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Gap Invests in the Women that Make Its Clothes: Improving Women's Lives and Benefitting Businesses

Today, the Stanford Graduate School of Business published a case study describing the Gap Inc. P.A.C.E. program.

Last week, the Stanford Graduate School of Business published a case study describing the Gap Inc. P.A.C.E. (Personal Advancement & Career Enhancement) program: the rationale behind the program's launch, successes to date, and future challenges. The P.A.C.E. program is an initiative that teaches life skills and provides technical training to women working in garment factories.

Gap has long been committed to communities through Gap Foundation, but until 2005 its philanthropic efforts could best be described as "a scattergun approach," supporting a range of domestic youth programs and international community projects. "We weren't experts in any of these areas, so essentially we were writing checks," said Bobbi Silten, Senior Vice President, Global Responsibility, Gap Inc., and President, Gap Foundation. Silten led Gap Inc. in examining its long-term philanthropic strategy, tying the work more closely to its business interests, expertise, and existing assets.

Gap Inc. understood the importance of impacting the broad range of communities where it does business, including the countries where its clothes are made. In these countries, investing in women would have a ripple effect, improving women’s lives, but also their families and communities.

Gap considered the value of its expertise in the business space and the importance of pairing these skills with trusted NGOs who were already working in local communities where garment factories were located. They began a partnership with the International Center for Research on Women (ICRW) and Swasti Health Resource Centre to determine how to support these communities. With ICRW and Swasti, Gap Inc. recognized that despite the fact that approximately 80% of garment workers are women, they often did not have the skills and education to advance in their jobs at factories. "We weren't educators but we had access to women in garment factories, that's part of leveraging the company assets in creating a virtuous cycle," said Silten.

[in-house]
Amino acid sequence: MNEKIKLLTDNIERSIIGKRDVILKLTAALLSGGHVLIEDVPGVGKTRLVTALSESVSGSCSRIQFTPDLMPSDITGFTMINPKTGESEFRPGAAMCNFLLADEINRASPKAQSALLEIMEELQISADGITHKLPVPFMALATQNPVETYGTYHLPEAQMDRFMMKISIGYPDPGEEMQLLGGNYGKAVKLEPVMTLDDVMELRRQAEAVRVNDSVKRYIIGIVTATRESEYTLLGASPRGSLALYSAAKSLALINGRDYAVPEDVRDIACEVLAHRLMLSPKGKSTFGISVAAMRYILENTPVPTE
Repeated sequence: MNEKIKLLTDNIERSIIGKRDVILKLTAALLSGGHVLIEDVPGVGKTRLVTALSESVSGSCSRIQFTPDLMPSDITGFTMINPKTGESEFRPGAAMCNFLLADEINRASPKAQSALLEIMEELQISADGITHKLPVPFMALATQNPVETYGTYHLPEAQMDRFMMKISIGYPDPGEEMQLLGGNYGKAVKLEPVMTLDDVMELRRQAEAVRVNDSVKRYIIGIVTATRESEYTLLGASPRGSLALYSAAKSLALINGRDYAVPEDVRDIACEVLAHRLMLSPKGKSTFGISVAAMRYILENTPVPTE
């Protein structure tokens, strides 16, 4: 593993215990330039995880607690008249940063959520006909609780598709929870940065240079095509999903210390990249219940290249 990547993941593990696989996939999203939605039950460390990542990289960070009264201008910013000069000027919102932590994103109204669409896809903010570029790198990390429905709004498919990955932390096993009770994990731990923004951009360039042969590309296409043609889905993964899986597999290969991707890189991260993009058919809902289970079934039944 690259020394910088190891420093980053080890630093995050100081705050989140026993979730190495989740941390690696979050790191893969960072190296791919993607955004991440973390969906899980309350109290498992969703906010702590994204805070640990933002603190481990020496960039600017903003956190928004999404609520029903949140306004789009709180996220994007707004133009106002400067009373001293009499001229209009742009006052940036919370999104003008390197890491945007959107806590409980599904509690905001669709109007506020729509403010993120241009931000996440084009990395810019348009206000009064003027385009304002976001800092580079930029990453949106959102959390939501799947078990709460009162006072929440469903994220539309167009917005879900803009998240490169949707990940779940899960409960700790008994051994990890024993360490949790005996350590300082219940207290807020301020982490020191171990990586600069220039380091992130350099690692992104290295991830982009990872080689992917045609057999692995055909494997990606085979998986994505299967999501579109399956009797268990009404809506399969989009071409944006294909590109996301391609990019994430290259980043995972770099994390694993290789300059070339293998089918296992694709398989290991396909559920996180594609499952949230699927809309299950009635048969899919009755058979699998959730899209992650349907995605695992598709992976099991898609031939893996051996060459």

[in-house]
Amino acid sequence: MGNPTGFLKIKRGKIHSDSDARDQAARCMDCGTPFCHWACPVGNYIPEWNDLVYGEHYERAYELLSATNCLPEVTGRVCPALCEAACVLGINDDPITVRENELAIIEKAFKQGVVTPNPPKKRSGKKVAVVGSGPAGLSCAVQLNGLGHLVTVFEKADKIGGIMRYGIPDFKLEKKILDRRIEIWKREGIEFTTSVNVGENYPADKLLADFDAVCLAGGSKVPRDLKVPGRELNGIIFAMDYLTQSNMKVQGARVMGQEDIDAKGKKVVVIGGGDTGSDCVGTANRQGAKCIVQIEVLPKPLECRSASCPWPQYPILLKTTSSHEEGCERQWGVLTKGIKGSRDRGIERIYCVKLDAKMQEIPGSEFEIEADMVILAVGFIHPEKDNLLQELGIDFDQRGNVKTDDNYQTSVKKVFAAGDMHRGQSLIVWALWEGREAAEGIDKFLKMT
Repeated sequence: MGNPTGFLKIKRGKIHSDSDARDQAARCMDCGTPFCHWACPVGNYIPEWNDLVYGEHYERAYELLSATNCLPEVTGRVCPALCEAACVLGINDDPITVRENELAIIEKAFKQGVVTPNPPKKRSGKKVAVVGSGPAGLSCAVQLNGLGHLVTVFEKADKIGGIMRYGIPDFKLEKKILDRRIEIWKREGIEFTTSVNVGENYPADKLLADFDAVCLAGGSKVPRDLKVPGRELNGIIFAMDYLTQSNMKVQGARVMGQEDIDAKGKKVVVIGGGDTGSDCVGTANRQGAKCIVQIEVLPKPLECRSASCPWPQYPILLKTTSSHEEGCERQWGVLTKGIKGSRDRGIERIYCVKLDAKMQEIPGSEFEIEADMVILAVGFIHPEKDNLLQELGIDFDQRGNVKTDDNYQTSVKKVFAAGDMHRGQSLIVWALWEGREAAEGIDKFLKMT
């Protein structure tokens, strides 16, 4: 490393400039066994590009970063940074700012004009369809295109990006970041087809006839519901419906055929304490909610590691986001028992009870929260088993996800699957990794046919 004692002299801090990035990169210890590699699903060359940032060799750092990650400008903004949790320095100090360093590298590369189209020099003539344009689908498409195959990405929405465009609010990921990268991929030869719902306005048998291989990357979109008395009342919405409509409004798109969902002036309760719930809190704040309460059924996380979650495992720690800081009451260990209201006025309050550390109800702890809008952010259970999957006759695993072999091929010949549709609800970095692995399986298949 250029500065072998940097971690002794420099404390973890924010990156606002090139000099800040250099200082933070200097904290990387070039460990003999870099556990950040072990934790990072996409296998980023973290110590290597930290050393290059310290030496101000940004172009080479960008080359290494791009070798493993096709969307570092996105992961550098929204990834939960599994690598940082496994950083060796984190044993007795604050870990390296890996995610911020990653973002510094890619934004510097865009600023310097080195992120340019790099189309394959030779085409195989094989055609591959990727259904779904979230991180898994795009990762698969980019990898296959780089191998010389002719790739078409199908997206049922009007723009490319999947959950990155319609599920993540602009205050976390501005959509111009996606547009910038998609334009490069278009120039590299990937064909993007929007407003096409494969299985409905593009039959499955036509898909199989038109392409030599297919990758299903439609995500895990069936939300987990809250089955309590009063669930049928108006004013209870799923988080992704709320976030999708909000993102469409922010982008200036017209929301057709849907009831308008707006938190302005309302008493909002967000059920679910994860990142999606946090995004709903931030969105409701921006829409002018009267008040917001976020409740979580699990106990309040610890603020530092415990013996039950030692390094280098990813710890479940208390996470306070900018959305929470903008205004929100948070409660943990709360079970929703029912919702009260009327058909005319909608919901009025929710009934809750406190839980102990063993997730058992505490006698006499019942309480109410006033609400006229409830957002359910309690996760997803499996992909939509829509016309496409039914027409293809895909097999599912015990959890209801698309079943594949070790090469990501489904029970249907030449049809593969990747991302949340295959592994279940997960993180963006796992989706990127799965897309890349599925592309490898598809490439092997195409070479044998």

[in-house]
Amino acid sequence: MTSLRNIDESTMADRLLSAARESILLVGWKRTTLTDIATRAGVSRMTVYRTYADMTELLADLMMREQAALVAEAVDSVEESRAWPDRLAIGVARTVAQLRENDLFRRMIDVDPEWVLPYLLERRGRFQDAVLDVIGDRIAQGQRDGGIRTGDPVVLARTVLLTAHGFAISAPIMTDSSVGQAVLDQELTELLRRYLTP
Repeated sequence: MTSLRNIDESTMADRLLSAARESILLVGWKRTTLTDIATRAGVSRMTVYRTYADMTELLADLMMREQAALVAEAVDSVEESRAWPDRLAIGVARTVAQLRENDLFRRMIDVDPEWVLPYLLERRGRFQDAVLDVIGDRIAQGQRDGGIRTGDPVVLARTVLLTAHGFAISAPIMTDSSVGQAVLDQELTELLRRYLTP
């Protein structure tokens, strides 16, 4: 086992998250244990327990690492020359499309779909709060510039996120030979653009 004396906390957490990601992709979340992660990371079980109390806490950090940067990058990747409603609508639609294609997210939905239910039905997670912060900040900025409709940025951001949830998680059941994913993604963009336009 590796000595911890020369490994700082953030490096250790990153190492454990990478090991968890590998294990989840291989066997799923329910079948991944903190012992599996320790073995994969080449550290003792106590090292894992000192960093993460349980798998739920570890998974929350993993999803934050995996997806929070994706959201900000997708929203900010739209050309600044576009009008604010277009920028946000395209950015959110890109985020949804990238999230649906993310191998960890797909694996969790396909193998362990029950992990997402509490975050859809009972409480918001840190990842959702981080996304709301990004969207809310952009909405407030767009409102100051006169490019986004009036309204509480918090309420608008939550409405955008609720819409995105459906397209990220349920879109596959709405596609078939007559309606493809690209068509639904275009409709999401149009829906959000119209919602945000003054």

The company realized it had an opportunity to leverage its experience and relationships to improve the lives of female garment workers and provide the education and training they need to move forward at work and in life. This became P.A.C.E. Many of the women who enroll in the program come from the poorest communities in their country, where they aren't given the resources to reach their full potential.

P.A.C.E. program participant Ema, an Indonesian garment factory worker, says she benefited greatly from the financial literacy module. The skills she’s learned, managing personal finances and setting long-term goals, have helped her start a small business in her free time.

Ema’s story so inspired Gap that it included her in a film as part of One Stitch Closer, a program that demonstrates Gap’s long-standing commitment to supporting women.

Investing in female garment workers also has a direct impact on a factory’s bottom line. More highly skilled workers are more productive, efficient, and likely to continue working at the factory.

“This program was designed to have both a social and business impact,” said Dotti Hatcher, Executive Director, P.A.C.E. Global Initiatives, Gap Inc.

The strategies implemented by P.A.C.E. can even the odds for working women in developing countries and build valuable human capital for their employers, a win-win situation that can change the way that companies do business in the 21st century.

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